TCPA Tracker - October 2022


Kelley Drye’s Communications group prepares a comprehensive summary of pending petitions and FCC actions relating to the scope and interpretation of the TCPA.  Highlights of this month’s summary are provided below.

Number of Petitions Pending

  • 29 petitions pending

  • 1 petition for reconsideration of the rules to implement the government debt collection exemption

  • 1 application for review of the decision to deny a request for an exemption of the prior express consent requirement of the TCPA for mortgage servicing calls”

  • 1 request for reconsideration of the 10/14/16 waiver of the prior express written consent rule granted to 7 petitioners.

New Petitions Filed

  • On January 26, 2022, the National Consumer Law Center and other consumer groups filed an ex parte letter requesting that the FCC expressly exclude prerecorded scam calls and automated texts from the exemptions from the consent requirement for these calls and texts in 42 U.S.C. § 227(b).  

Upcoming Comments

  • No pending comments due.

Decisions Released

  • In the Matter of Advanced Methods to Target & Eliminate Unlawful Robocalls Call Authentication Tr. Anchor, No. CG17-59, 2022 WL 1631842, at *2 (OHMSV May 20, 2022)

Click here to see the full FCC Petitions Tracker.


Ninth Circuit Directs Court to Apply Constitutionality Tests to Statutory Punitive Award of Nearly One Billion Dollars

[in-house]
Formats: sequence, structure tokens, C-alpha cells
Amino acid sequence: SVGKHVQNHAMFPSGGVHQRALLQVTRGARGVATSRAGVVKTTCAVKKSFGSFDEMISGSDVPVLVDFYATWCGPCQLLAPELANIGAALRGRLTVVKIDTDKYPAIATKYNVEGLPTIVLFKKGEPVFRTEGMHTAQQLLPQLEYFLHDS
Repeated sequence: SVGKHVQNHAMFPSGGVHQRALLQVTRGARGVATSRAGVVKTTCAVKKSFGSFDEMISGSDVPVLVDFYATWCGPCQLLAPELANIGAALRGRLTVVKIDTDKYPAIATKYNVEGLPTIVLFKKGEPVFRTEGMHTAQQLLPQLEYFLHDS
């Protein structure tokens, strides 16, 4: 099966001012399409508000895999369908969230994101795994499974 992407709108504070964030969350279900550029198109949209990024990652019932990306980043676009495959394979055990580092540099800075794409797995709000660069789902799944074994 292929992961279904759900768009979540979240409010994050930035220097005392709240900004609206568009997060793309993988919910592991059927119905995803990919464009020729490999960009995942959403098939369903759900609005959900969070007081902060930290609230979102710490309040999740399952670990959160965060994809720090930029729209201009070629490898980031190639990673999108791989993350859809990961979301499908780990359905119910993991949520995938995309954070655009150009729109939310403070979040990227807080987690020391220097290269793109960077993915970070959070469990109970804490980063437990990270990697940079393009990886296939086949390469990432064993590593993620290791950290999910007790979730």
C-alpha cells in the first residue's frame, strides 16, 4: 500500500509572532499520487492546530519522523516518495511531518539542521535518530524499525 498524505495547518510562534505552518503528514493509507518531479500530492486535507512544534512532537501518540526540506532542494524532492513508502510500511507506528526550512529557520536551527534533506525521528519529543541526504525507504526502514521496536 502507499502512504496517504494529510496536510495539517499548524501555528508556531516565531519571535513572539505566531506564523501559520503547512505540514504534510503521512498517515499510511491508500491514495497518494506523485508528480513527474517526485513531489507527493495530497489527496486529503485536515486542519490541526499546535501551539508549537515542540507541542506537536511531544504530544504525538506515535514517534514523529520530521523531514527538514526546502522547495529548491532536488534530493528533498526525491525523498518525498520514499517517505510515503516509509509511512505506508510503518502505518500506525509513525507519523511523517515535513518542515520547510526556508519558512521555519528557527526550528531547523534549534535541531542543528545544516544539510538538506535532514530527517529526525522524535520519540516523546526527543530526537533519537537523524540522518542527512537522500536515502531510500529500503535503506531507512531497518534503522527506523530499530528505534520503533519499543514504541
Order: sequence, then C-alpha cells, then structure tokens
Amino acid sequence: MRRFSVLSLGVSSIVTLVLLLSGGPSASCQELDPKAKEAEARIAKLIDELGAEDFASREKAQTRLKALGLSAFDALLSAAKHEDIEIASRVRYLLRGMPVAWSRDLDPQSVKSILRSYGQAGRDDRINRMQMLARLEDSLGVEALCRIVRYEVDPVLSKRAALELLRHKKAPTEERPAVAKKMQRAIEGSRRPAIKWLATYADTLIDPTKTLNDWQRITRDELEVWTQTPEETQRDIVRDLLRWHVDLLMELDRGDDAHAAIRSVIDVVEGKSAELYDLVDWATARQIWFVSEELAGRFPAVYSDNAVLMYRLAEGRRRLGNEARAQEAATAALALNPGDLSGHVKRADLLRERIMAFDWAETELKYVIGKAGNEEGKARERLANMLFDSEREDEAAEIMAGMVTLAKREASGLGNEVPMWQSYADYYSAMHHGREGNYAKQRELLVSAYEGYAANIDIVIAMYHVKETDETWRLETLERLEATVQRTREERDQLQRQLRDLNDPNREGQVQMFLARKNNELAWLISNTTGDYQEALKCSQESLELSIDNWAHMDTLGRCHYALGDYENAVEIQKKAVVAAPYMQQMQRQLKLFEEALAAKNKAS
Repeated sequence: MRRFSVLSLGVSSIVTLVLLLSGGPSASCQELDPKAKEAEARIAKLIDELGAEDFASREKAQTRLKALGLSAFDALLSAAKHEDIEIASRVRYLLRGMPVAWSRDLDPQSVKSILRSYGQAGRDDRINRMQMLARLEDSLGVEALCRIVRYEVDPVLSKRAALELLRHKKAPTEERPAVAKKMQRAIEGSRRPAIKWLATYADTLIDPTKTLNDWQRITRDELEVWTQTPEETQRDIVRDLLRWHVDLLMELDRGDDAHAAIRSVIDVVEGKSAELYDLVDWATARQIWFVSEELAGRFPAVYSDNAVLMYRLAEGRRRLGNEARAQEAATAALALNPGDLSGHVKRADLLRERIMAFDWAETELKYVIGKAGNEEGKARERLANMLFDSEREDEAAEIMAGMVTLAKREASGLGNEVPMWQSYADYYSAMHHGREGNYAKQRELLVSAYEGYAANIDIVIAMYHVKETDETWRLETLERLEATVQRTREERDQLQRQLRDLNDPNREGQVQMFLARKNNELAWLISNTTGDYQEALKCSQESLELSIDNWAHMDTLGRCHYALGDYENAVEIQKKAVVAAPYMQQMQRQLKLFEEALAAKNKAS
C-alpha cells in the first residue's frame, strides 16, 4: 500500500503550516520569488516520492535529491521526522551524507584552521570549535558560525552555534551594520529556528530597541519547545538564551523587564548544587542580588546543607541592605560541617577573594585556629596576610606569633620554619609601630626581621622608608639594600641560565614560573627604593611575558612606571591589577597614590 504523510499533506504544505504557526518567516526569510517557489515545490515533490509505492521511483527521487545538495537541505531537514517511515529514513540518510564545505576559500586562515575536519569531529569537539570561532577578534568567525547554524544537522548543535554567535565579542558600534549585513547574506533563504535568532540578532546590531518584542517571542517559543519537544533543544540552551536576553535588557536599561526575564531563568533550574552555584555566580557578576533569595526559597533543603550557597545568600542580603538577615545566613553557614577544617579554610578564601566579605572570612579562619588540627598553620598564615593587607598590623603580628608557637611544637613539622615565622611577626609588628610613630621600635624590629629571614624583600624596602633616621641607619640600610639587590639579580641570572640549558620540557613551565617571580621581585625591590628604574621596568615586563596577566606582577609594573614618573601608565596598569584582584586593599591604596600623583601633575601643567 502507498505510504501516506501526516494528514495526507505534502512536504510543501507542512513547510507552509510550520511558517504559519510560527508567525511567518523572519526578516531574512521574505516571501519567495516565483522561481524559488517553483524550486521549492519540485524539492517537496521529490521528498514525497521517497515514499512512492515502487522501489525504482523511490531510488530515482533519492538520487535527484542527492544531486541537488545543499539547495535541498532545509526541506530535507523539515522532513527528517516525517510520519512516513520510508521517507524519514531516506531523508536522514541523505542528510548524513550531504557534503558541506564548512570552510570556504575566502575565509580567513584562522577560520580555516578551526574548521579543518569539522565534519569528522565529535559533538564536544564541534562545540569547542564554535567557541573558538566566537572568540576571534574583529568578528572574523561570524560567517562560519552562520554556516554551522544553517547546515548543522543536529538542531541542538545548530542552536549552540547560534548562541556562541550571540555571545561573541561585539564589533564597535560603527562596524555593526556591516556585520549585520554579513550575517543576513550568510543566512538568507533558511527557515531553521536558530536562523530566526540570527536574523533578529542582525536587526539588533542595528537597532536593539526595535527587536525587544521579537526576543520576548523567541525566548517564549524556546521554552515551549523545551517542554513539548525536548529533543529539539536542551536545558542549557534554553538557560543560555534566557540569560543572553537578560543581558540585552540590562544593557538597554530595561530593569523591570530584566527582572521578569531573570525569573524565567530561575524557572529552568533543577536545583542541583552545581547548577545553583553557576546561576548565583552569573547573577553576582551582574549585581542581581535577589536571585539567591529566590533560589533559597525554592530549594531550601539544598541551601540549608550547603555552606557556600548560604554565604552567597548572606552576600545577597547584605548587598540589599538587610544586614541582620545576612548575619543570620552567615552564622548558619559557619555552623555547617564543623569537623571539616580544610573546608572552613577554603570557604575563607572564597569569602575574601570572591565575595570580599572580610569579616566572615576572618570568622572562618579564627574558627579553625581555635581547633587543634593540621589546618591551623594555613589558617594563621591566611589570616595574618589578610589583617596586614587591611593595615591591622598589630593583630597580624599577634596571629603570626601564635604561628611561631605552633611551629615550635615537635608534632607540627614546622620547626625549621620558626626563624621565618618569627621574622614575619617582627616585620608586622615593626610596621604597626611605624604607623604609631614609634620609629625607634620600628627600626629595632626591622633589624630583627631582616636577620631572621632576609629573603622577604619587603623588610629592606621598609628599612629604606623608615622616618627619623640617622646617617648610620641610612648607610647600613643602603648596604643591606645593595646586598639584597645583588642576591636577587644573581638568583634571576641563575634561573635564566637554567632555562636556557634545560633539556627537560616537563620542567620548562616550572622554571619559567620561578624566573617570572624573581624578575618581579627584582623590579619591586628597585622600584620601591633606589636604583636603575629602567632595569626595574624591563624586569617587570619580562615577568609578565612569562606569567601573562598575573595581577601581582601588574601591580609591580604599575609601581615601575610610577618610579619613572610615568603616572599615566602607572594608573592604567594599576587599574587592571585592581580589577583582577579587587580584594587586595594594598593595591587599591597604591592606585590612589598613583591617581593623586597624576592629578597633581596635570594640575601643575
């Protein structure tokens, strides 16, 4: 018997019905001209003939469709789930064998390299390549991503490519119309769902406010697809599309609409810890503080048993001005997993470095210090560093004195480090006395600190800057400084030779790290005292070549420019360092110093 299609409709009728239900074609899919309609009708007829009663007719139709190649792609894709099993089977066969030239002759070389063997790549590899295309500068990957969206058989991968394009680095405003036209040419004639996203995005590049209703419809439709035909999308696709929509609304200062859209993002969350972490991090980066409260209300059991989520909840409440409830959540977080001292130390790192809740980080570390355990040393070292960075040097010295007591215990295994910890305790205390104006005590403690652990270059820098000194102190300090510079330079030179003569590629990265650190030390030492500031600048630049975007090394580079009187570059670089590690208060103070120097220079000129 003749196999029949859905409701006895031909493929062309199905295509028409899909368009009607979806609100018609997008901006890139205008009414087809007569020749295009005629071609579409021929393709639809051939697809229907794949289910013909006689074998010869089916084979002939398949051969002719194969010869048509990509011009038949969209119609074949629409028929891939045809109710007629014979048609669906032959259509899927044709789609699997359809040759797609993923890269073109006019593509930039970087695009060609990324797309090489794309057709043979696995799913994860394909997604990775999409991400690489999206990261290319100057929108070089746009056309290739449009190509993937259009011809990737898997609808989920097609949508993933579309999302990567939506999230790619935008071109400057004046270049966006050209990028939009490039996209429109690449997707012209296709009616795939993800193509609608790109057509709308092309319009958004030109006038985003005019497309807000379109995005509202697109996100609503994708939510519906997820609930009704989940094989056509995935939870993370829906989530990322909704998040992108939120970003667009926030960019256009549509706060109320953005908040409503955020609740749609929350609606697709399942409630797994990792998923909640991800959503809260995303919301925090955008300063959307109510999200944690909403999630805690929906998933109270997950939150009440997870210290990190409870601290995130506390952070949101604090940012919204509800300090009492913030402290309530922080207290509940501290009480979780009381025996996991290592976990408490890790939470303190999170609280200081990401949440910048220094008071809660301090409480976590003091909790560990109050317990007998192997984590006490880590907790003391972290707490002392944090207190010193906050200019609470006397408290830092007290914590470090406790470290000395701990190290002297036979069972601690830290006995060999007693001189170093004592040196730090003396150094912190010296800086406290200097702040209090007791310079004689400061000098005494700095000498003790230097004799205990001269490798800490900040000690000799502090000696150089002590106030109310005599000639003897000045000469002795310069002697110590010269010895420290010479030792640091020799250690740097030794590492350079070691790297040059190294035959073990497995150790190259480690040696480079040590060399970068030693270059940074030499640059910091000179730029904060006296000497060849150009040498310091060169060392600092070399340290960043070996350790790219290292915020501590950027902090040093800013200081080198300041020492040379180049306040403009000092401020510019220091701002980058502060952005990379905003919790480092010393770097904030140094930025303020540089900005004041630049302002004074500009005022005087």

In a recent Ninth Circuit decision, Plaintiff alleged that Defendant, ViSalus Inc., (“ViSalus”) a multi-level marketing company that sells weight-loss products, placed systematic calls to former promoters and customers to entice them to return or reactivate their memberships from 2012 to 2015 as part of a WinBack Campaign.”

Plaintiff enrolled as a ViSalus promoter in 2012, voluntarily providing her phone number on the application.  In April 2015, after discontinuing her relationship and receiving written confirmation of termination in 2013, Plaintiff received five prerecorded messages on her home phone from ViSalus as part of the aforementioned campaign.  As a result, Plaintiff sued Visalus in October 2015 alleging that ViSalus had violated the TCPA by sending unsolicited telemarketing calls featuring artificial or prerecorded voices without her prior express consent.”  Because ViSalus did not provide the written disclosures to Plaintiff prior to making the calls at issue, it petitioned the FCC for a retroactive waiver of the written prior express consent rule.  In its Answer, however, ViSalus did not plead that it had consent for the calls as an affirmative defense.

After a three-day trial, the jury returned a verdict against ViSalus with a total damage award of $925,220,000.  Approximately two months later, the FCC granted ViSalus a retroactive waiver of the written consent and disclosure requirements.  ViSalus then moved to decertify the class, grant judgment as a matter of law, or, in the alternative, a new trial and challenged the damage award as unconstitutionally excessive.  The district court denied the motions.